Field-effect transistor (FET)-based biosensors allow label-free detection of biomolecules by measuring their intrinsic charges. The detection limit of these sensors is determined by the Debye screening of the charges from counter ions in solutions. Here, we use FETs with a deformed monolayer graphene channel for the detection of nucleic acids. These devices with even millimeter scale channels show an ultra-high sensitivity detection in buffer and human serum sample down to 600 zM and 20 aM, respectively, which are ∼18 and ∼600 nucleic acid molecules. Computational simulations reveal that the nanoscale deformations can form ‘electrical hot spots’ in the sensing channel which reduce the charge screening at the concave regions. Moreover, the deformed graphene could exhibit a band-gap, allowing an exponential change in the source-drain current from small numbers of charges. Collectively, these phenomena allow for ultrasensitive electronic biomolecular detection in millimeter scale structures.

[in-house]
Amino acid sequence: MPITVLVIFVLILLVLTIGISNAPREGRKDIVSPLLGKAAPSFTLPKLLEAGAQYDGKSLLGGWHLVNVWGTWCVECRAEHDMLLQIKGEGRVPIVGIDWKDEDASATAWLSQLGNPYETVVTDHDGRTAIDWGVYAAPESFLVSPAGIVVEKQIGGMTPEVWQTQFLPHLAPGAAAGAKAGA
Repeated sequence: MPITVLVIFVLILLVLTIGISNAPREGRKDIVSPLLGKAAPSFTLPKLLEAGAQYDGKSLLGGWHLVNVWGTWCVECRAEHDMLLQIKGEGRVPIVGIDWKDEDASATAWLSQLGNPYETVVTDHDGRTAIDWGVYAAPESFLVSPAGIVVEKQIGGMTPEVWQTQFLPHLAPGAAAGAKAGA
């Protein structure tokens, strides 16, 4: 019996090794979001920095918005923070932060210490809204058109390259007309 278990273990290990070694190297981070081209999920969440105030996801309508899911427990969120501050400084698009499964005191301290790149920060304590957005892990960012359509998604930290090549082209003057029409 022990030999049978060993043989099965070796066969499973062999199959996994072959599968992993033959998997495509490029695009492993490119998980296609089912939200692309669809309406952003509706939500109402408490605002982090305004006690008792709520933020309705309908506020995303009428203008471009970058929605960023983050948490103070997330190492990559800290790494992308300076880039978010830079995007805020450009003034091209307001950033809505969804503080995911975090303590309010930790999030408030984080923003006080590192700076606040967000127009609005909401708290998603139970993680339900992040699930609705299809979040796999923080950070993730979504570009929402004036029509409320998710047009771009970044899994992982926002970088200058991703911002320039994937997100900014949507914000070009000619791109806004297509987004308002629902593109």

- biomedical engineering
- materials science
- mechanical and structural properties and devices
ASJC Scopus subject areas
- Biochemistry, Genetics and Molecular Biology(all)
- Physics and Astronomy(all)